Best for: Kindle Unlimited is great if you already have an Amazon device and want to read free e-books on it, as well as shop for paid books. It's also the best choice if you're looking for a wider range of popular, modern series and newer titles.

Oyster

Oyster's main selling point is that the app is beautifully designed, and it gives you several ways to customize your reading experience. It's easy, even enjoyable, to browse the catalog of 500,000-plus books to find something to read. There are many contemporary and classic choices, including "The Perks of Being a Wallflower," Anthony Bourdain's "Medium Raw" and "The Great Gatsby."

While reading, you can use one of five themes to alter the font style, text accent color and background texture of each book, ranging from a simple black-and-white theme to a colorful and modern design. Most books are formatted so they are easy to read, but I noticed that some cookbooks and other books with lots of visual elements had some formatting issues.

Overall, Oyster is a gorgeous e-book subscription service. It costs $10 per month and is available for iOS and Android. Though it's lacking many best-sellers and new releases, it offers plenty of books to keep you busy.

Best for: Oyster is my top choice if you want to read e-books on your iPad, Android tablet or smartphone. The app's design is enticing, and the book selection is varied and easy to browse.

Scribd

Last on my list, Scribd is very similar to Oyster, but with a few unique features. It has a catalog of more than 500,000 books that you can borrow for just $9 per month, one dollar cheaper than Kindle Unlimited and Oyster. The app is simply designed, with books organized into genres and curated collections for you to browse.

The selection varies a little from Oyster's, though both services have many of the same books and seem to add the same books at the same time. Scribd is missing several titles that Oyster has, so just keep in mind the selection is a bit more limited. However, Scribd recently added around 45,000 audiobooks, many from publisher Penguin Random House. It also has more than 10,000 comics from Marvel, Archie, Boom! Studios, Dynamite, IDW/Top Shelf and Valiant.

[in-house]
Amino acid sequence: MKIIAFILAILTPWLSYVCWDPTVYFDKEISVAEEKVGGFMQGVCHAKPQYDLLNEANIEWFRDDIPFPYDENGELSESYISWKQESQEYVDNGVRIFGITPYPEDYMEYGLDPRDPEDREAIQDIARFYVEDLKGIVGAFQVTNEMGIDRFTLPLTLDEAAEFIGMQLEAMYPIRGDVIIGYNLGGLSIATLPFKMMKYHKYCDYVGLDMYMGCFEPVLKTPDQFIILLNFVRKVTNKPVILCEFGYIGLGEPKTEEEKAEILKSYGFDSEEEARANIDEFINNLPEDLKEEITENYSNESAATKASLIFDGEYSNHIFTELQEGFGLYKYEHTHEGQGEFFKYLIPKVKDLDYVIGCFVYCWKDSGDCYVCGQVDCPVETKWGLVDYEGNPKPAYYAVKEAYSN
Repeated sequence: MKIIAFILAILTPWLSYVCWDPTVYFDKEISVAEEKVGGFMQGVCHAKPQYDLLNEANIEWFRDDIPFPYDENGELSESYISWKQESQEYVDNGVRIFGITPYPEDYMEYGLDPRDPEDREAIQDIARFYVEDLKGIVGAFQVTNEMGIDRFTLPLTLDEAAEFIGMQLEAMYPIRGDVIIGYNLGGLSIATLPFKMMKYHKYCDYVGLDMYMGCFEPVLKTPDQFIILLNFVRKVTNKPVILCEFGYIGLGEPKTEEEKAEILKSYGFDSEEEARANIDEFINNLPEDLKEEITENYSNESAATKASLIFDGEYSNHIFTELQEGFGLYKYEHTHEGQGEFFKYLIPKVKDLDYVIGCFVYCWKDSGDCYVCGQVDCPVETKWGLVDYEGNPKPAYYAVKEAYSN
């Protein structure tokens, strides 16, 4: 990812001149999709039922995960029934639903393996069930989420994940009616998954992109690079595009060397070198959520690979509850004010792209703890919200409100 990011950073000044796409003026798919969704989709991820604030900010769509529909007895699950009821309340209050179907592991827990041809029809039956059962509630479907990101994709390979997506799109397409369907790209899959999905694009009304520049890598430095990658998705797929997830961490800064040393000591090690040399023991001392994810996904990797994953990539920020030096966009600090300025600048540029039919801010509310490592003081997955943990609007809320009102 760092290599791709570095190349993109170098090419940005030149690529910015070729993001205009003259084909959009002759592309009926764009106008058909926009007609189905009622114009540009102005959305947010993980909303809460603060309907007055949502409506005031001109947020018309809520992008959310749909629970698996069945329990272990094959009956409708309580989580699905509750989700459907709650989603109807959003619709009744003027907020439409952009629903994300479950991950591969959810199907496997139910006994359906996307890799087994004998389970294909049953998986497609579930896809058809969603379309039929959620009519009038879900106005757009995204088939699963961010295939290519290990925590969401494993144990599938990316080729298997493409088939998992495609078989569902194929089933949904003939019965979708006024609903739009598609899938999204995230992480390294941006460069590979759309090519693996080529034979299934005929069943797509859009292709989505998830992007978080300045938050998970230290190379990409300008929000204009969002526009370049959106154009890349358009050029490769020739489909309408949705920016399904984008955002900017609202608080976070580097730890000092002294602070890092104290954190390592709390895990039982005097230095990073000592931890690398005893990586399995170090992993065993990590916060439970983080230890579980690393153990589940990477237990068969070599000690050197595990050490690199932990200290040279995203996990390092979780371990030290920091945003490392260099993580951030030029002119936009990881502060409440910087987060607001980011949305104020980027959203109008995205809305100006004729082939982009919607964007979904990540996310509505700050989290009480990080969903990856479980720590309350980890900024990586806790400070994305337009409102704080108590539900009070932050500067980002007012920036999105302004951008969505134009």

One perk of Scribd is that beyond just e-books, the Android and iOS apps also give you access to thousands of documents, which include court cases, scientific studies, and even self-published books.

Best for: A close second to Oyster, Scribd is great if you want to save a dollar every month and don't mind missing out on a few titles. It's a great choice if you want to read books on your computer, as well as an Android or iOS device.

Don't forget the library

While paid e-book subscription services are a great way to get your hands on books you might not buy individually, and they offer the convenience of no due dates, it's at least worth looking into your local library's e-book offerings.

In many cities, libraries carry extensive catalogs of brand-new releases and older e-books that you can borrow for free. All you need is a library card. In San Francisco, for example, the city's public library system often gets new releases as soon as they come out. The only downside to this approach is that the books you borrow have a limited lending period with an expiration date, and it's sometimes difficult to renew e-book titles.